But the greater manipulation of Azerbaijan’s elections took place in counting. Observers reported the poorly concealed addition of pre-marked ballots to boost totals for an incumbent. In some years, as many as half the counting stations and procedures were rated as bad or very bad. That included two presidential elections casting doubt on the legitimacy of Azerbaijan’s current president.

What did the OSCE ODIHR team find in the US? On the day after polling, according to OSCE procedures, team leaders hold a press conference and post a Preliminary Report on the website. The team found that procedures were overwhelming orderly and lawful, but “evidence-deficient” claims of fraud risked undermining public confidence. (Schedule, team members, and reports for the US election are available on the OSCE website)

The 24-page Preliminary Report was posted midday on November 4, before several post-election disputes clearly emerged. The report recapped the complex US electoral structure – with elections run by states and varied levels of discretion over thousands of local jurisdictions – and thus provided detailed information that many Americans probably don’t know about their own country’s system. The general conduct was deemed to be orderly and lawful, despite hundreds of pre-election lawsuits. Most problems were dealt with quickly and in accord with appropriate laws. The campaign, however, was “characterized by deepening political polarization, extremely negative campaigning;” and “the incumbent president’s use of discriminatory and pejorative statements against individuals on the grounds of their gender and origin was of particular concern.” (p. 11)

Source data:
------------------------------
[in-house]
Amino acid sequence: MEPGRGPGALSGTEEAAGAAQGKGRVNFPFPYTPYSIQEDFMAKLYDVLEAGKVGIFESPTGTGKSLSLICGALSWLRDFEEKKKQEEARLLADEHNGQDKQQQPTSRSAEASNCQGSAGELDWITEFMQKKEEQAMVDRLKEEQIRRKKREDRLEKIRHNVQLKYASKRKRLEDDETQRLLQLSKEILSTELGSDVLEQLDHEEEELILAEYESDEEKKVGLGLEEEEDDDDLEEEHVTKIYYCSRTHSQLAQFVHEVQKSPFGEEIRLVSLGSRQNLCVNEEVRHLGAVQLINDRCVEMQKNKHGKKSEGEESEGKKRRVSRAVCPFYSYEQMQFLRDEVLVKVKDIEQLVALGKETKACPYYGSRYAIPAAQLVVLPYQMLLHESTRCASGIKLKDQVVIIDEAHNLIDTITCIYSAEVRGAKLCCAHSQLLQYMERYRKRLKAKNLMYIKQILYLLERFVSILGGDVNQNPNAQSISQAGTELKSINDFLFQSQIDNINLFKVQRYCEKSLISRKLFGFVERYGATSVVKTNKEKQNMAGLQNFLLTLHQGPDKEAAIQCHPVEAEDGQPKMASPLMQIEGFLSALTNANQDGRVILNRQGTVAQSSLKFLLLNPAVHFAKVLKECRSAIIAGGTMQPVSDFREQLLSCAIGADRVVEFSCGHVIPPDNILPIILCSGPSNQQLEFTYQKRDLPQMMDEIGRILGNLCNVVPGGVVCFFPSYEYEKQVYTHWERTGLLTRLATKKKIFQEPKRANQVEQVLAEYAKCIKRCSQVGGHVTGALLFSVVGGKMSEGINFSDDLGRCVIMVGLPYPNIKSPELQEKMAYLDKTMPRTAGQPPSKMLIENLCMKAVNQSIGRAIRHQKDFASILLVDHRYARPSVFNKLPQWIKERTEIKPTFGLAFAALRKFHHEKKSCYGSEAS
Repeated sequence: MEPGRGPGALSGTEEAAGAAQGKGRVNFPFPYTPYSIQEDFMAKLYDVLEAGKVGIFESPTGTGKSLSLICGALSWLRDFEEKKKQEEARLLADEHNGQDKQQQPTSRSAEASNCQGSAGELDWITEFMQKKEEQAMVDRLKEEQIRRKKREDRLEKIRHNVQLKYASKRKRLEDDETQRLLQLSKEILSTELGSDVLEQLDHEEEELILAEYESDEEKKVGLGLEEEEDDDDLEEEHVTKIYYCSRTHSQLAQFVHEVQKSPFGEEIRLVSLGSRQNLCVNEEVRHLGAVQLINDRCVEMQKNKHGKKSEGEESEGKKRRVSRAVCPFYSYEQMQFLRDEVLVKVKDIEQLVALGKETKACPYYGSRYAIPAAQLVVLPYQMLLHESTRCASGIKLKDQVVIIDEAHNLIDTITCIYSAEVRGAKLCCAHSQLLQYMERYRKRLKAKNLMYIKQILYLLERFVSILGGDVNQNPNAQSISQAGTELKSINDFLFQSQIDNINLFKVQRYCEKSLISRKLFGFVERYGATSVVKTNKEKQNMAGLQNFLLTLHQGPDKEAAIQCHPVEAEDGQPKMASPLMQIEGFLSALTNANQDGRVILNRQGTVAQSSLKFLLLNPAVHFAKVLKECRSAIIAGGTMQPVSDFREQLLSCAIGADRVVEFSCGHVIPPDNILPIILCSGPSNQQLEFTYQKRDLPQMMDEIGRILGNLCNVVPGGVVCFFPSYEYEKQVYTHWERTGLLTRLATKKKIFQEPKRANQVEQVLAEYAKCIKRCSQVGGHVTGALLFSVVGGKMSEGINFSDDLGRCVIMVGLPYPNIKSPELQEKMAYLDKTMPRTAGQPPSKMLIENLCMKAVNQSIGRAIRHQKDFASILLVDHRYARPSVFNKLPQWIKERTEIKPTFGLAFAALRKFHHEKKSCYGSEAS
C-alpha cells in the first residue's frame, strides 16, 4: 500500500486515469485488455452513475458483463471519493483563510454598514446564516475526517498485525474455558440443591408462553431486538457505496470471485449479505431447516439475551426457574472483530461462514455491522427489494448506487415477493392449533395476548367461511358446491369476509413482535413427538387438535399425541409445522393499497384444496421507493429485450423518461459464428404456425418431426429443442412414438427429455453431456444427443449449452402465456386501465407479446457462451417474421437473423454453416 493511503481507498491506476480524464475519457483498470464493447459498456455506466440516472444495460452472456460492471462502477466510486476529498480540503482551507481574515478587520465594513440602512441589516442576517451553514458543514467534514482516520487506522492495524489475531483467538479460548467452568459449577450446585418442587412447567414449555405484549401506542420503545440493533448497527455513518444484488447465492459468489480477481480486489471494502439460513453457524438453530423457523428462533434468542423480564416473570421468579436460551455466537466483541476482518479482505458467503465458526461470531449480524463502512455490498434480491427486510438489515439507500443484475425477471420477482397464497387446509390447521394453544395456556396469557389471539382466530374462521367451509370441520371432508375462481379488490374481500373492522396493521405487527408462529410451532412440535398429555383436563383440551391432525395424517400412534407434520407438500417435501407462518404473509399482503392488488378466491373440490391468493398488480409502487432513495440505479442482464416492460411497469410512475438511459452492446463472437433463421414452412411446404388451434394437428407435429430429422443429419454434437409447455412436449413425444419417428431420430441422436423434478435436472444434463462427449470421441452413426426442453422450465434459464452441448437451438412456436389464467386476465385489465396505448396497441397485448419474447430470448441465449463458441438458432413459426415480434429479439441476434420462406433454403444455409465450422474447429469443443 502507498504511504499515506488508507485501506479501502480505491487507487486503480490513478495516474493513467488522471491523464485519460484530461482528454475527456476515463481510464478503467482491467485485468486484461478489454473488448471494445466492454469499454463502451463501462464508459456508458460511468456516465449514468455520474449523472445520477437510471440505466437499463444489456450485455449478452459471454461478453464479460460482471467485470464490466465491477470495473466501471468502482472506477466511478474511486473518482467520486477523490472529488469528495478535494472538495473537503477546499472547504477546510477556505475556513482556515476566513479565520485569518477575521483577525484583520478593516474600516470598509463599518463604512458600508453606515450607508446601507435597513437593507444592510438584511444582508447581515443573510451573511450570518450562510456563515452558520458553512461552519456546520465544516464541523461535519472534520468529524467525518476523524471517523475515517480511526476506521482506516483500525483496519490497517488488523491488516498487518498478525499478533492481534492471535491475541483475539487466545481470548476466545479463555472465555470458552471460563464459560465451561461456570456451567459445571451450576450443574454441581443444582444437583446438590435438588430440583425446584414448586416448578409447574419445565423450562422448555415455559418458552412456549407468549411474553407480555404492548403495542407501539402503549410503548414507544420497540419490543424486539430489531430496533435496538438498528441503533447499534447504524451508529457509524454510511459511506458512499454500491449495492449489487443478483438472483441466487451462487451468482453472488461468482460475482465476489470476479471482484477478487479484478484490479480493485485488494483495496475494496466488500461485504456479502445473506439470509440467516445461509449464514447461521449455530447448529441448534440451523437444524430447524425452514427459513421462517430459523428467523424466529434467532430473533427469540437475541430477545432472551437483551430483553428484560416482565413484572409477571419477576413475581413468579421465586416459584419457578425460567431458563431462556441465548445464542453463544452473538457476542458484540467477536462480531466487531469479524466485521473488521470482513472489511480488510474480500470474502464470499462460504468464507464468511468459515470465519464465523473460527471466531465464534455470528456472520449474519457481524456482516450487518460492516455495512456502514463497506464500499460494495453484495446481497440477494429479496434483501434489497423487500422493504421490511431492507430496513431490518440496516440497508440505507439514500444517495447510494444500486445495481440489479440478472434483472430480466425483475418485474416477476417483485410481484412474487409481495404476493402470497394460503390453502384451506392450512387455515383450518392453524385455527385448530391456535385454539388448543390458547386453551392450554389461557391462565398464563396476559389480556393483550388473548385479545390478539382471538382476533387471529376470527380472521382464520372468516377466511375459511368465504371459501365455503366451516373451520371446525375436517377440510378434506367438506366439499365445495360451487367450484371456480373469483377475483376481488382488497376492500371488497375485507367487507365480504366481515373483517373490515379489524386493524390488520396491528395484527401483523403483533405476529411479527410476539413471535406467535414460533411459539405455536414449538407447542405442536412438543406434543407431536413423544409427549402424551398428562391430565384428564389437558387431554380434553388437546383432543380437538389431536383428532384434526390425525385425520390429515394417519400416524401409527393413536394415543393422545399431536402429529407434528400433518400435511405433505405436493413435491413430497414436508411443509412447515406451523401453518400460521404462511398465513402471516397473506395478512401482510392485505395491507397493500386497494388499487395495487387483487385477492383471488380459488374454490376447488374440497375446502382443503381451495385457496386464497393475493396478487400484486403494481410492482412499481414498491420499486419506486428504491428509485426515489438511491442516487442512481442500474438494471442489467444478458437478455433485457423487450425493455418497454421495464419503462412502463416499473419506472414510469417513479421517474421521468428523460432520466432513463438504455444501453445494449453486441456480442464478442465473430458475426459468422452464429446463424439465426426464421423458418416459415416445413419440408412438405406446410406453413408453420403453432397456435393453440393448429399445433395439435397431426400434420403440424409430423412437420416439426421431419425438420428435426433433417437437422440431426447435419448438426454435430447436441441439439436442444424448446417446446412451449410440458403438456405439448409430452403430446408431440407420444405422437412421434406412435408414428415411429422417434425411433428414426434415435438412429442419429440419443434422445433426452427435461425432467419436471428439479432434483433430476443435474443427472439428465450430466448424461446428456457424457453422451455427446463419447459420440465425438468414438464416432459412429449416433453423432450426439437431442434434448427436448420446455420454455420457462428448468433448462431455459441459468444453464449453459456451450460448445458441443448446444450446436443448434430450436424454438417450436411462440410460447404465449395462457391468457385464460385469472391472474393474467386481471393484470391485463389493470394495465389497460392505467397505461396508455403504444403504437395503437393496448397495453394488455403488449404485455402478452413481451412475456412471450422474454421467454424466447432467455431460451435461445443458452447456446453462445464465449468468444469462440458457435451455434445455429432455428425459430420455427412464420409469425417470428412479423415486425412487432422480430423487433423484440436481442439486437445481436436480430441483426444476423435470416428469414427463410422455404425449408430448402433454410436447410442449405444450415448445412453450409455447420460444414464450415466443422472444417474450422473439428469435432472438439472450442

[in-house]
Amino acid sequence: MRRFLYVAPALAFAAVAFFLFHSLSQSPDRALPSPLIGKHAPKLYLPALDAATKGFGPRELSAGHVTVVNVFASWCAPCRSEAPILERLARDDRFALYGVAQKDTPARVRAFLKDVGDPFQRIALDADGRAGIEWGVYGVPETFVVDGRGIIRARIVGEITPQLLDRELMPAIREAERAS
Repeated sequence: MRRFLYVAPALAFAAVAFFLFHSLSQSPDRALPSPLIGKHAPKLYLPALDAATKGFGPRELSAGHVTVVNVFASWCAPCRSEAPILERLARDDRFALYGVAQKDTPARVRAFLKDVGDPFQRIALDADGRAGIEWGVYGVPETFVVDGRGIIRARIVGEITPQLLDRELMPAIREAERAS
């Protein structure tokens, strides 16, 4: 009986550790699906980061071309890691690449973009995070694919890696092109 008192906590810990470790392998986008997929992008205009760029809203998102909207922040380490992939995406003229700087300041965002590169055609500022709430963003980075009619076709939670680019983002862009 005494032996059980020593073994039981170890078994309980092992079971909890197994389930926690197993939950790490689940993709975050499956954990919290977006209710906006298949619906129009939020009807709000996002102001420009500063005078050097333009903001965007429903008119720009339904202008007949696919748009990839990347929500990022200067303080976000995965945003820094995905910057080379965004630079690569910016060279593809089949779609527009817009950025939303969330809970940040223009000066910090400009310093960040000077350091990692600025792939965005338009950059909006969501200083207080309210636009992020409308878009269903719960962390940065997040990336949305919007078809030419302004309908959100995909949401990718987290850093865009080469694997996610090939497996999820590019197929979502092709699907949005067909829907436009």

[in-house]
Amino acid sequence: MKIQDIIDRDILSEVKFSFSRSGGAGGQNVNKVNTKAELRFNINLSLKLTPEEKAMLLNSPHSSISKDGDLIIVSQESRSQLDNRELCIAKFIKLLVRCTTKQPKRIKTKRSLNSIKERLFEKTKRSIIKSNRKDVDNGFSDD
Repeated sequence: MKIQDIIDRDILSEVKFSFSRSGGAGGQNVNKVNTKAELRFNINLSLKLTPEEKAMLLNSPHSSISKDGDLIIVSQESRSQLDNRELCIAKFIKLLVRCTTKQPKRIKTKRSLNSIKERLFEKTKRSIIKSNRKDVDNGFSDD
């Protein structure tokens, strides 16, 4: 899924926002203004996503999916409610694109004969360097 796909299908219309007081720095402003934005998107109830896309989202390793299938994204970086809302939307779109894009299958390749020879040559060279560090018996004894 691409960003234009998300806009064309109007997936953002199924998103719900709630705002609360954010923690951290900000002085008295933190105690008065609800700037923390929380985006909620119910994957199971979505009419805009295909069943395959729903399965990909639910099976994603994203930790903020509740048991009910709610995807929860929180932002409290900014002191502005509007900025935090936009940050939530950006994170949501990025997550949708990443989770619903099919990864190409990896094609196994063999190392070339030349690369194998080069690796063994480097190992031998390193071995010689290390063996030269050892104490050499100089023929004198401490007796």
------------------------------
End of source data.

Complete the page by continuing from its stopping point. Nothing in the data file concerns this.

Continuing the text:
Because OSCE focuses on democratic process, it included in this report many examples of statements that it considered threatening, specifically the president’s allegations “that the electoral process, and postal voting in particular, would be open to widespread fraud, while not providing any further information or evidence…” and his suggestion that he would not honor the outcome and commit to a peaceful transfer of power. Noted the report: “Statements of this nature by a presidential candidate risk eroding public confidence in democratic institutions and delegitimizing the outcome of the election.” (pp. 11-12)

Among the many areas addressed in the report, those on early and mail-in voting take on added significance in the days after balloting. The OSCE reported that “most states” decided to start processing mailed ballots before election day because of the large number of those ballots. It elaborated variations in Footnote 129 (p. 22), beginning with this important point: “Alabama, Mississippi, Wisconsin and Pennsylvania required absentee ballot processing to start only on election day.”  By week’s end, Pennsylvania’s continuing ballot count has become a major focal point of partisan tension.